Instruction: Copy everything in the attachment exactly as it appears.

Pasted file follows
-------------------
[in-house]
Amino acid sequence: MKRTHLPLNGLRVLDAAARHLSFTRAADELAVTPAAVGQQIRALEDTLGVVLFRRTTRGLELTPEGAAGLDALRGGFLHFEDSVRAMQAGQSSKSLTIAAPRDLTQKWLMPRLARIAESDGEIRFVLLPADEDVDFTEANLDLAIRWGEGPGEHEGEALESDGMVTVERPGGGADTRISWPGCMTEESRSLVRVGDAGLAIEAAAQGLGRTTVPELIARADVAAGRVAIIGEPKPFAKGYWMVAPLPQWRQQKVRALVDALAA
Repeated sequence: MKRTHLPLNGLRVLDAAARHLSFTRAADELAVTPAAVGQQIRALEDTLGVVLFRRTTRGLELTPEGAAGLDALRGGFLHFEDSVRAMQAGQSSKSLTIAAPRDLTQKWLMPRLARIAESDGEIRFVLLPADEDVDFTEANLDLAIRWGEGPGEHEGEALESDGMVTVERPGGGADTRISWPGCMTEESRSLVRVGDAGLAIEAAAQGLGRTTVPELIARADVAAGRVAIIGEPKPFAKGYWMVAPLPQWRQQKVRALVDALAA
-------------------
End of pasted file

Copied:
[in-house]
Amino acid sequence: MKRTHLPLNGLRVLDAAARHLSFTRAADELAVTPAAVGQQIRALEDTLGVVLFRRTTRGLELTPEGAAGLDALRGGFLHFEDSVRAMQAGQSSKSLTIAAPRDLTQKWLMPRLARIAESDGEIRFVLLPADEDVDFTEANLDLAIRWGEGPGEHEGEALESDGMVTVERPGGGADTRISWPGCMTEESRSLVRVGDAGLAIEAAAQGLGRTTVPELIARADVAAGRVAIIGEPKPFAKGYWMVAPLPQWRQQKVRALVDALAA
Repeated sequence: MKRTHLPLNGLRVLDAAARHLSFTRAADELAVTPAAVGQQIRALEDTLGVVLFRRTTRGLELTPEGAAGLDALRGGFLHFEDSVRAMQAGQSSKSLTIAAPRDLTQKWLMPRLARIAESDGEIRFVLLPADEDVDFTEANLDLAIRWGEGPGEHEGEALESDGMVTVERPGGGADTRISWPGCMTEESRSLVRVGDAGLAIEAAAQGLGRTTVPELIARADVAAGRVAIIGEPKPFAKGYWMVAPLPQWRQQKVRALVDALAA